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Title page for ETD etd-01292010-025402

Type of Document Dissertation
Author Reece, Kelie M'liss
URN etd-01292010-025402
Title Regulation of the CaMKIV/PP2A Signaling Module
Degree PhD
Department Pharmacology
Advisory Committee
Advisor Name Title
Bih-Hwa Shieh Committee Chair
  • regulatory B subunit
  • signaling
  • phosphatase
  • kinase
  • PP2A
  • CaMKIV
Date of Defense 2009-12-16
Availability unrestricted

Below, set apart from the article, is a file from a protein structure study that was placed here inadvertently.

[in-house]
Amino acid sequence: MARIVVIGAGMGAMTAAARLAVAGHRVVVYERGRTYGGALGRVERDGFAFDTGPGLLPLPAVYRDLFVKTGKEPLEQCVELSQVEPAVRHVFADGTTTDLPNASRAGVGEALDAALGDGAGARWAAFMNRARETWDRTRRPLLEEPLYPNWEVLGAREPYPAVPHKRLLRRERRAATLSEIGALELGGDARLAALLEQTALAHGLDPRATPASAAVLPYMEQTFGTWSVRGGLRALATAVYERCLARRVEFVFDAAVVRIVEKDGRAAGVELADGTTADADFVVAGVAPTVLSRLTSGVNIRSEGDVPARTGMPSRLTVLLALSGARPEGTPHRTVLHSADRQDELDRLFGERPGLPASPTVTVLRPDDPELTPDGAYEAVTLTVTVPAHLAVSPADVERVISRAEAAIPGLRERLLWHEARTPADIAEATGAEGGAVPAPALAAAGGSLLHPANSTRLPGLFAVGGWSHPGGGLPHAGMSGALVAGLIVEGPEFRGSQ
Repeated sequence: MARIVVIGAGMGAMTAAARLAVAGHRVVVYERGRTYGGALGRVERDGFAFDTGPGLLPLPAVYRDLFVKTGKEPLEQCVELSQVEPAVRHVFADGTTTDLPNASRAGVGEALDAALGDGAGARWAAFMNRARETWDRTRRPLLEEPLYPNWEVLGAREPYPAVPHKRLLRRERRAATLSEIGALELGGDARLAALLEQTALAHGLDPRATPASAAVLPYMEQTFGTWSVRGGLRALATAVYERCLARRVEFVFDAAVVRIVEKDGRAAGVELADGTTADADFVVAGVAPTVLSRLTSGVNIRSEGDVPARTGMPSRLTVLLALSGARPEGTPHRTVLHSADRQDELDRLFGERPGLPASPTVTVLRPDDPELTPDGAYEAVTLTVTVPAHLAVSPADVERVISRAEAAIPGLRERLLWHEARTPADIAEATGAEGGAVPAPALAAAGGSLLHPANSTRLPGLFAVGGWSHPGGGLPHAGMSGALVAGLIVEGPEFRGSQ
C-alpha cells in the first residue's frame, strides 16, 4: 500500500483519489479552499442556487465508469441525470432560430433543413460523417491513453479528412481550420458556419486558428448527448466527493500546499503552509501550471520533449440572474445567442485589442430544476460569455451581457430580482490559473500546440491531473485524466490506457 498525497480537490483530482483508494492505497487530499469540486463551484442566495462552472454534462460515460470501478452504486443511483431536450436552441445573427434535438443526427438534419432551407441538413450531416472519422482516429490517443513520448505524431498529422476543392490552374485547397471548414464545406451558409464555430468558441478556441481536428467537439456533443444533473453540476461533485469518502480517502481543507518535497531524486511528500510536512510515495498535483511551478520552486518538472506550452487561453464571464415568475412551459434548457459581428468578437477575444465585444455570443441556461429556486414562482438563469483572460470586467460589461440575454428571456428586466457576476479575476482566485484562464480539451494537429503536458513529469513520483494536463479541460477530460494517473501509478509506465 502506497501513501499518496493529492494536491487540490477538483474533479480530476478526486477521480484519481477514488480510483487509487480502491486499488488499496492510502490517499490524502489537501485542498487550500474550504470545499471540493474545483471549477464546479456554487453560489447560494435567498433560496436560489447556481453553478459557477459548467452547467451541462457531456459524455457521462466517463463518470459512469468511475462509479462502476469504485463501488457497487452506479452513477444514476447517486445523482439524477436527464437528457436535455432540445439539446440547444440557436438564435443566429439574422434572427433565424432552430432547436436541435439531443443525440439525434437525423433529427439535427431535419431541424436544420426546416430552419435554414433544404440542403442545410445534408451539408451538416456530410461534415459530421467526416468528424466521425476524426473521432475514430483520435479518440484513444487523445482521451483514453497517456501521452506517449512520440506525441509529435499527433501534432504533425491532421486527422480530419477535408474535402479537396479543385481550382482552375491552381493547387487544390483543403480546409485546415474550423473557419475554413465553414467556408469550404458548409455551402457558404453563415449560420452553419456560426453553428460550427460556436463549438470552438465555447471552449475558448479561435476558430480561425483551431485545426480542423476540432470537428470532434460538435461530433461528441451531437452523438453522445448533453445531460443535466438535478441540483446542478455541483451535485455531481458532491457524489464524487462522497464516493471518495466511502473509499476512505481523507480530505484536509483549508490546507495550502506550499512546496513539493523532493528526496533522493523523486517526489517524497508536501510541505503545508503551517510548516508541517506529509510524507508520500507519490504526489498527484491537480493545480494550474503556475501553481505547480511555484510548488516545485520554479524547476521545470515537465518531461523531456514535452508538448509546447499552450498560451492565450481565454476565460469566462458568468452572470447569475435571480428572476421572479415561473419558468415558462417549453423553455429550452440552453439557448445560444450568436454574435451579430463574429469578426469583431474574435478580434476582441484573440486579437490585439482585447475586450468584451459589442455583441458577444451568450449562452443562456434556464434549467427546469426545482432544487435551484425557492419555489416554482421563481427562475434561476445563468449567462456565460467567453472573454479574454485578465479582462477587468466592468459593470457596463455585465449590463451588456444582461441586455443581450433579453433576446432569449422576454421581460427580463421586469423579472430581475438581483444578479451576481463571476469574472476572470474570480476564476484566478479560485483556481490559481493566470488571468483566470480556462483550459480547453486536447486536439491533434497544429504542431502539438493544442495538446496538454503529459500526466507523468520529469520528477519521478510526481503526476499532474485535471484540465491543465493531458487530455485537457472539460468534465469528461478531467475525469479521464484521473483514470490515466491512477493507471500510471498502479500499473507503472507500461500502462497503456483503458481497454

Calcium/calmodulin-dependent protein kinase IV (CaMKIV) is a serine/threonine kinase that plays a crucial role in the control of synaptic plasticity and T cell maturation. Activation of CaMKIV requires Ca2+/calmodulin binding and phosphorylation at T200 by CaMK kinase. Previous work from my laboratory showed that protein serine/threonine phosphatase 2A (PP2A) forms a complex with CaMKIV, and negatively regulates the phosphorylation state and activity of the kinase. My thesis studies focused on understanding the molecular mechanisms underlying the regulation and assembly of the CaMKIV•PP2A complex. I demonstrate, using a novel CaMKIV phospho-specific antibody, that PP2A negatively regulates CaMKIV by directly dephosphorylating the kinase on its phospho-Thr200 residue within the kinase. In addition, I show that PP2A regulates the endogenous kinase in a tight and acute manner, but has little effect on the ectopically-expressed kinase. This differential regulation of endogenous versus ectopic CaMKIV by PP2A does not appear to be due to differences in the subcellular localization of the kinase, as both forms of the kinases exhibited similar subcellular distribution profiles. Rather, the differences of endogenous versus ectopic CaMKIV regulation by PP2A is due to the fact that the PP2A catalytic subunit (PP2Ac) binds more efficiently to the endogenous enzyme. However, overexpression of either the B or Bregulatory subunit of PP2A causes the recruitment of PP2Ac to the ectopic CaMKIV, thus facilitating the assembly of a CaMKIV•PP2A complex. These B- and B-containing holoenzymes also preferentially dephosphorylate CaMKIV in vitro, thus indicating that they may be the primary modulators of CaMKIV in cells. Together, my findings provide new insights into the regulation of CaMKIV by an associated PP2A holoenzyme, and lay the foundation for future studies aimed at uncovering novel aspects of the biology of this key signaling module.

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